For some music fans, digital MP3 files aren't a patch on old-fashioned vinyl. But now the singer-songwriter Beck is delving further into the past by releasing an album that will be published entirely as individual pieces of sheet music.
Song Reader will contain 20 individual song booklets, housing lyrics and musical notation for instruments including the ukulele. The songs themselves, contained within the 108 pages of sheet music, have not previously been released by Beck Hansen, or even recorded. How are Beck's fans expected to hear songs such as "Do We? We Do" and "Don't Act Like Your Heart Isn't Hard"?
"Bringing them to life depends on you," the singer says. His latest release will be presented in an elaborate hardcover carrying case and illustrated with designs by a dozen artists. Published by McSweeney's, a San Francisco house noted for its lavishly packaged books and support for new writers, Beck's Song Reader "is an experiment in what an album can be at the end of 2012", according to a post on the Los Angeles-based musician's website announcing the project.
Beck's album is "an alternative that enlists the listener in the tone of every track, and that's as visually absorbing as a dozen gatefold LPs put together". Renditions of the songs by fans and "select musicians" will be featured online. Instead of a traditional record company, Song Reader will be released in Britain in December by Faber and Faber and sold for £18.99. The music industry was dominated by sheet-music publishers in the 19th century. The development of the phonograph gramophone in the 1920s and the rise of recorded music led to the sheet music chart being replaced by physical record sales.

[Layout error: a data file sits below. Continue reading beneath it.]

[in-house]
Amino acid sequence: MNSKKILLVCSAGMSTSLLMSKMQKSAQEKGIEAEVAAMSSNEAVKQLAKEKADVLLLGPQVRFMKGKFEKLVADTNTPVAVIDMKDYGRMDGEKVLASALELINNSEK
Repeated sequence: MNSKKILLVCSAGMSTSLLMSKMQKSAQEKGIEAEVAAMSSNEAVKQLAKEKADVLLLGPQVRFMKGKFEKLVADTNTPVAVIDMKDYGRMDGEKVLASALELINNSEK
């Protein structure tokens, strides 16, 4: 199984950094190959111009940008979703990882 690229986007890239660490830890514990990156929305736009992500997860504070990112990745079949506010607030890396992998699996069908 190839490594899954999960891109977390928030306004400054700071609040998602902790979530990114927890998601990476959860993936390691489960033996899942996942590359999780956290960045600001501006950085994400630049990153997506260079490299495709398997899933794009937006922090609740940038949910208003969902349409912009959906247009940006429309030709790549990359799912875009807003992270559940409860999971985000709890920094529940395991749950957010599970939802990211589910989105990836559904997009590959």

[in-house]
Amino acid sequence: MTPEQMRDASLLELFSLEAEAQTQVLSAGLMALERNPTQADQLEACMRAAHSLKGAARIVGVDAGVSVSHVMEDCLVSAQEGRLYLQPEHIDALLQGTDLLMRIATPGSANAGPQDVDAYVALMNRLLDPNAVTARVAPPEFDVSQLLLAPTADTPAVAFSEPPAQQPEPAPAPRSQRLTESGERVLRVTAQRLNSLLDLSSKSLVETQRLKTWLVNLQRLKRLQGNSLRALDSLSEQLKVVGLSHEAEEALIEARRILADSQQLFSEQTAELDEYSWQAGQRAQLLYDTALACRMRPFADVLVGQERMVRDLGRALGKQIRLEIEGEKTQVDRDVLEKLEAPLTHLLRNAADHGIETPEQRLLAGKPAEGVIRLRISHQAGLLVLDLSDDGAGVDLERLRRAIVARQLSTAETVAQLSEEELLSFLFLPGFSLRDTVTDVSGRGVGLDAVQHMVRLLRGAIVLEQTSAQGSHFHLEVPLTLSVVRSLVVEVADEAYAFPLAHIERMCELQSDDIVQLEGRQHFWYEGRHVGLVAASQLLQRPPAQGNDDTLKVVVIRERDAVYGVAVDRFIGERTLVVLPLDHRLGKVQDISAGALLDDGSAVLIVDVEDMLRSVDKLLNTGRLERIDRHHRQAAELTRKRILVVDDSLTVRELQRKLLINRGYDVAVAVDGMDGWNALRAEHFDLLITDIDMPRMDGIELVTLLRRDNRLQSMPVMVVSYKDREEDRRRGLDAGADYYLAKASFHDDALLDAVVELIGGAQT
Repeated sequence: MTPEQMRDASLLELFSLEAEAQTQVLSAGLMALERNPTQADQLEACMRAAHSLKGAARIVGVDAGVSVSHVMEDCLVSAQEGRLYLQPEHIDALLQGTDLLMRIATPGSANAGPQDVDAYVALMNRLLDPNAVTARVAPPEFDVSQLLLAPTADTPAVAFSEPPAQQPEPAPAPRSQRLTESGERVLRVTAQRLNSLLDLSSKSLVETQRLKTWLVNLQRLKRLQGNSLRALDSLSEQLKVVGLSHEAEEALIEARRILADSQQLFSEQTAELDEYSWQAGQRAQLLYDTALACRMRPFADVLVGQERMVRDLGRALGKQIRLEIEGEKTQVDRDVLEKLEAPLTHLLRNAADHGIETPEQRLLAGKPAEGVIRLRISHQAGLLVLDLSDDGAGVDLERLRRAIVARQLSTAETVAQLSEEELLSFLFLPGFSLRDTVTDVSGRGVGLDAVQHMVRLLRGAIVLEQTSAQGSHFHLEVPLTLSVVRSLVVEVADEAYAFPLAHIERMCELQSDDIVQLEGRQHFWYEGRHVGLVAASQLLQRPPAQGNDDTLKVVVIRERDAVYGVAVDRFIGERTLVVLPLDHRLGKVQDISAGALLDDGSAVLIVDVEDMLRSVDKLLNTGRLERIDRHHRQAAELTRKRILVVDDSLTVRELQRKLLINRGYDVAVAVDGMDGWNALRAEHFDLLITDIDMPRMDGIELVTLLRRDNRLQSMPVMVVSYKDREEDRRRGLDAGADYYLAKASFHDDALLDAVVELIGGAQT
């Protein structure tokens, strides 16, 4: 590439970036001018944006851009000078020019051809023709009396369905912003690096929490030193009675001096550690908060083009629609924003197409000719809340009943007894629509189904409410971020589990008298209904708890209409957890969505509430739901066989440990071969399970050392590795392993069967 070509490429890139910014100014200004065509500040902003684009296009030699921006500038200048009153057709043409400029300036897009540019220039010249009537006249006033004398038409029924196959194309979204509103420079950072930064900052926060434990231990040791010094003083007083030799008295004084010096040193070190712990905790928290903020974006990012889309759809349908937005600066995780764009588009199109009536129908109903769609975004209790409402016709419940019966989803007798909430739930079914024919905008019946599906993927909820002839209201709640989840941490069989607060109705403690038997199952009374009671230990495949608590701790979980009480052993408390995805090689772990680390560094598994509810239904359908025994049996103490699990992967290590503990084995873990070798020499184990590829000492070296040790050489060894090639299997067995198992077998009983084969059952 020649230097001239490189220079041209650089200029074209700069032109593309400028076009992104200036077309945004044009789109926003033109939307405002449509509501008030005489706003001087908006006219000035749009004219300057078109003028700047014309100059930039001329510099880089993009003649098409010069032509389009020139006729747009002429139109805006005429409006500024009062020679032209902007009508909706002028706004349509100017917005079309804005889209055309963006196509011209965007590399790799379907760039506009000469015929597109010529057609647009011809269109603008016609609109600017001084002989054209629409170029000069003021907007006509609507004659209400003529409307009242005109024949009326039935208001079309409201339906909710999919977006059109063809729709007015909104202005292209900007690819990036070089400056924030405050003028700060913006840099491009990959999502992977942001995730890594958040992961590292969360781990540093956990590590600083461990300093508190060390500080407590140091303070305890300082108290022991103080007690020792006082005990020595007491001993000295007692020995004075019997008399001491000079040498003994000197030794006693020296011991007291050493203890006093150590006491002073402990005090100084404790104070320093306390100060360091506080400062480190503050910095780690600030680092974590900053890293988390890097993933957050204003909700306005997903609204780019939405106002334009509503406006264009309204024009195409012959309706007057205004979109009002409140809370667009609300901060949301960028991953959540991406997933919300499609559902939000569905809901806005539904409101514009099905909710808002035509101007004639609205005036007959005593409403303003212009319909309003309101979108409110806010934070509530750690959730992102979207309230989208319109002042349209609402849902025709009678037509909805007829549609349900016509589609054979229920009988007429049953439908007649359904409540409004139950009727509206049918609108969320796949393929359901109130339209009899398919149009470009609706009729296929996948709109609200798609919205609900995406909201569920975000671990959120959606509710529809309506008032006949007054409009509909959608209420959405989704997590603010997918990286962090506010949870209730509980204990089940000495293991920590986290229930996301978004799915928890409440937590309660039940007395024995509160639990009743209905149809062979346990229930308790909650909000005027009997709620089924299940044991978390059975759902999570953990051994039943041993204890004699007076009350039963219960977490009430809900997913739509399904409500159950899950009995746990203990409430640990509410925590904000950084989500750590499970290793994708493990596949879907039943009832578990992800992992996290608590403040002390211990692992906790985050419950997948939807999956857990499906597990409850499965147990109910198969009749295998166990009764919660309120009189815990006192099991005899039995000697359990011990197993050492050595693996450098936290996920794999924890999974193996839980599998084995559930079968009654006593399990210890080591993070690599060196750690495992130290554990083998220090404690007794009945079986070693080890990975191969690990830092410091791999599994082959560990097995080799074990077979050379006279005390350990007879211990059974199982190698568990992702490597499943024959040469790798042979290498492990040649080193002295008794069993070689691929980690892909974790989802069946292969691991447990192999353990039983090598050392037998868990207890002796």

Lee Brackstone, publishing director at Faber, believes Beck is offering a new future for the traditional album. He said: "Tracks are leaked – intentionally, legally and unintentionally – and the idea of an album as a unifying statement about a band's style, future direction and present gnostic preoccupations are long consigned to the dustbin of history. There are multiple ironies about a pre-analogue project arriving in digital form."
Beck's real name is Bek David Campbell. He made his breakthrough with the album Odelay in 1996. He is married to Marissa Ribisi who is the twin sister of Giovanni Ribisi.
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